From our Obsession
Even small changes in China have global effects.
Chinese authorities confirmed on Monday (Jan. 20) that an outbreak of a new pneumonia-like illness had spread to two more mainland cities. The number of new infections reported has also sharply jumped in Wuhan, the Chinese city where it was first spotted last month, officials said.
The worrying turn for China’s mysterious new coronavirus comes as the country readies for one of its busiest travel seasons in the upcoming Lunar New Year holiday, and as some health experts caution that the actual number of infections could be far higher than what authorities are saying.
South Korea, meanwhile, confirmed its first case on Monday. Officials there said a traveler arriving at Seoul’s Incheon airport, who had been to Wuhan last week, tested positive for the virus and had been treated at a local hospital. This brings the number of countries with confirmed cases to four.
Meanwhile, Beijing’s Daxing district announced early Monday that it had confirmed two cases of the new type of coronavirus, a family of infections that cause the common cold but also far more serious illnesses, such as Middle East Respiratory Syndrome, or MERS, and Severe Acute Respiratory Syndrome, or SARS.
Three people have so far died from illnesses caused by this new virus—all in the central Chinese city of Wuhan.
“Two patients have been treated in isolation at designated hospitals. They have no respiratory symptoms and are in stable condition. Our district has carried out medical observations on close contacts, and currently, there are no abnormalities such as fever,” the Beijing district’s health commission said (link in Chinese).
The southern tech hub of Shenzhen, located a short high-speed train ride from Hong Kong, confirmed that it had one case. Meanwhile, 136 fresh infections were reported over the weekend in Wuhan, bringing the total number of cases China has confirmed to more than 200. A statistical analysis from Imperial College London’s infectious disease research center estimated on Friday that the number of infections in Wuhan ought to be far higher, in the range of roughly 1,700 cases. The estimate was based on an extrapolation from the presence of international cases.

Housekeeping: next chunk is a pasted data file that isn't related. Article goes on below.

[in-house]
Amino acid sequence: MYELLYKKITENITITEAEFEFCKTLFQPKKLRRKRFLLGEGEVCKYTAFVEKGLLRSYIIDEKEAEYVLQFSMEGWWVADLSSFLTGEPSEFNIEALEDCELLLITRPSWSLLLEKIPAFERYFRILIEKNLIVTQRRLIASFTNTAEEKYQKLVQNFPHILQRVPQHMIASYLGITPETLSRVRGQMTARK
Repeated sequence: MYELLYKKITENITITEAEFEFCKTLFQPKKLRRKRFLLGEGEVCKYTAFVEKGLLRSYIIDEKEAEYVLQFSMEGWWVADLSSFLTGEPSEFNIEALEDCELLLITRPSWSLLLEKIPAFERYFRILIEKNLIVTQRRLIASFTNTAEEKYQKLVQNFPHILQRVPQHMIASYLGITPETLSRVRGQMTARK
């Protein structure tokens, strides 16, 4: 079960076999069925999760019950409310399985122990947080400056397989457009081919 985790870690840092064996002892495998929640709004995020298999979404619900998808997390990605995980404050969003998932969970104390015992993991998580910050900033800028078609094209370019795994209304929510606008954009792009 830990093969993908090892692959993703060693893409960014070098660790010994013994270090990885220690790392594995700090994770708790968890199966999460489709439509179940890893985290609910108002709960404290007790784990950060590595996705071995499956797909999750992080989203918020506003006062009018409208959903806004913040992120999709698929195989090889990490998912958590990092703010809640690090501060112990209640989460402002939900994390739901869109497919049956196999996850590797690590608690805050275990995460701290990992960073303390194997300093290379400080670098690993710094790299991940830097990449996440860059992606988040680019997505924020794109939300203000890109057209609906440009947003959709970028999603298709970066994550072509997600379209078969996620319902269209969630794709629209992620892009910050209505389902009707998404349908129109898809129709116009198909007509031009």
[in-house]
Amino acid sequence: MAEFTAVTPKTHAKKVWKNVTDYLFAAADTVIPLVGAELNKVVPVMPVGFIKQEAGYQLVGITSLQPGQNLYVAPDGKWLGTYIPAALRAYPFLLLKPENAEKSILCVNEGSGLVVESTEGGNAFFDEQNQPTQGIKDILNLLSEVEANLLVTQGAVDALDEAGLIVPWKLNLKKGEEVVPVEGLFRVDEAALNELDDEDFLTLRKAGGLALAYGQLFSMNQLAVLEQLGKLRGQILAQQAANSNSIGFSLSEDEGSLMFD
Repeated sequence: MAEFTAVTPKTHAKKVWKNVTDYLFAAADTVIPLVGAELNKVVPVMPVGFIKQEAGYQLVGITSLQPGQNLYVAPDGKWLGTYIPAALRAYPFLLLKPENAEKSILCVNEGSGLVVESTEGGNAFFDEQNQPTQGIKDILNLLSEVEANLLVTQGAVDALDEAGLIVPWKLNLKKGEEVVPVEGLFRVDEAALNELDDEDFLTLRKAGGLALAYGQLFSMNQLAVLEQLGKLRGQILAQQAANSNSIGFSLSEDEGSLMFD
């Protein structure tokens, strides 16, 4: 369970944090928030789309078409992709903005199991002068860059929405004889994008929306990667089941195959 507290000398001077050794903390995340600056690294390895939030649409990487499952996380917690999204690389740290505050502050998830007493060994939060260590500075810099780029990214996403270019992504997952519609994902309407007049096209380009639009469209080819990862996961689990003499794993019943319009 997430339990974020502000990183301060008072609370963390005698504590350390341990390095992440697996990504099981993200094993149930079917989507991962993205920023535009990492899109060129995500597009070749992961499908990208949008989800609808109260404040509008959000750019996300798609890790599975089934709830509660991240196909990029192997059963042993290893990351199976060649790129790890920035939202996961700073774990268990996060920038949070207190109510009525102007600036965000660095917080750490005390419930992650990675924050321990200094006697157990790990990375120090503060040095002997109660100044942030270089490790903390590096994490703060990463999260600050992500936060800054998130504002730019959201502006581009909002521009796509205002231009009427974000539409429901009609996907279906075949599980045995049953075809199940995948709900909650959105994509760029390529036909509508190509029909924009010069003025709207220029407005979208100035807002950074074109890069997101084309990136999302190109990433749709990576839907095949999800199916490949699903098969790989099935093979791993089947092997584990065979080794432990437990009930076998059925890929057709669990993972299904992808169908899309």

On Dec. 31, China informed the World Health Organization of a cluster of pneumonia cases of unknown cause, later identifying the infection on Jan. 7 as a new type of coronavirus, which typically is transmitted to humans from animals. The Wuhan infections, which include symptoms such as fever and shortness of breath, have been linked to a wholesale seafood market in that city, but some of the confirmed cases involve people who had not visited the market.
The three patients in Beijing and Shenzhen had traveled to Wuhan recently, state-run news agency Xinhua said. The patient in Japan had traveled to Wuhan, where he did not visit any live animal market but did come into close contact with a person with pneumonia. Chinese authorities have not confirmed any cases of human-to-human infection, but the Hong Kong health department noted that ”the possibility of limited human-to-human transmission could not be ruled out.”
Social media users said the developments of recent days were bringing back uneasy memories of the 2003 SARS outbreak, which left more than 8,000 people in the region sick and killed nearly 800, including nearly 270 in Hong Kong. Some also wondered if China had announced the spread of infections to other cities as speedily as it ought to have. “They could not cover this up and now finally decided to announce the cases,” said one user of social media platform Weibo (link in Chinese).
Airports in and beyond the region have begun tracking travelers from China for symptoms and exposure to agricultural markets in Wuhan. Hong Kong has been screening travelers with temperature checks. Thailand, where two cases of coronavirus were reported, is screening arrivals in Bangkok and other popular tourist cities. The US said it will begin screening travelers arriving at New York’s JFK and other key hubs.
Jane Li contributed reporting.
Correction: The analysis from Imperial College London’s MRC Centre for Global Infectious Disease Analysis was published on Jan. 17, not Jan. 20.